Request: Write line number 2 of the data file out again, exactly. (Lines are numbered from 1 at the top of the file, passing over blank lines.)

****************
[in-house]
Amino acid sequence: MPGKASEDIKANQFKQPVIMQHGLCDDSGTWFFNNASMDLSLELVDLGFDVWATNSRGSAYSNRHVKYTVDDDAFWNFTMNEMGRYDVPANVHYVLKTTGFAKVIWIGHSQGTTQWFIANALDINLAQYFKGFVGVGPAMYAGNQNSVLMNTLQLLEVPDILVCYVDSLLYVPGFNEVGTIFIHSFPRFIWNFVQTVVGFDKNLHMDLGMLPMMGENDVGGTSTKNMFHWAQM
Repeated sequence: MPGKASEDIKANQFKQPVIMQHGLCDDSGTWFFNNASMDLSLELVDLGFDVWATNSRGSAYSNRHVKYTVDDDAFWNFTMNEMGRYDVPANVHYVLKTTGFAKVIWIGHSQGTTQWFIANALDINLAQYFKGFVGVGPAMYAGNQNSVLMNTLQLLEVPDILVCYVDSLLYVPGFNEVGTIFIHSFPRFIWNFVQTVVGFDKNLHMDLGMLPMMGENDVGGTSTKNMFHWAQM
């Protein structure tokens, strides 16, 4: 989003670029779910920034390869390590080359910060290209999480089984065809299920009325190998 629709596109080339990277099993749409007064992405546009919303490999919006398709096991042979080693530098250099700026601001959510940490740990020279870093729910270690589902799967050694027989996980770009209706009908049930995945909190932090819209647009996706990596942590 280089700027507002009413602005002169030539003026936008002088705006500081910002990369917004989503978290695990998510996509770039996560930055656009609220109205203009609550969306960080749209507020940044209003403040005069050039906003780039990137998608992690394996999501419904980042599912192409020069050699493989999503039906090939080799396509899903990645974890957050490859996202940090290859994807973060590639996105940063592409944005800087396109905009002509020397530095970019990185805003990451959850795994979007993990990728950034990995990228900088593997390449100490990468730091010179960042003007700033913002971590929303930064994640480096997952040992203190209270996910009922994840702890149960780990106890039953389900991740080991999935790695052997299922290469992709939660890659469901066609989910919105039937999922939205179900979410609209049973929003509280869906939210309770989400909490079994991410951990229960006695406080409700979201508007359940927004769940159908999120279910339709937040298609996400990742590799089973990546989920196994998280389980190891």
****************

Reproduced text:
Amino acid sequence: MPGKASEDIKANQFKQPVIMQHGLCDDSGTWFFNNASMDLSLELVDLGFDVWATNSRGSAYSNRHVKYTVDDDAFWNFTMNEMGRYDVPANVHYVLKTTGFAKVIWIGHSQGTTQWFIANALDINLAQYFKGFVGVGPAMYAGNQNSVLMNTLQLLEVPDILVCYVDSLLYVPGFNEVGTIFIHSFPRFIWNFVQTVVGFDKNLHMDLGMLPMMGENDVGGTSTKNMFHWAQM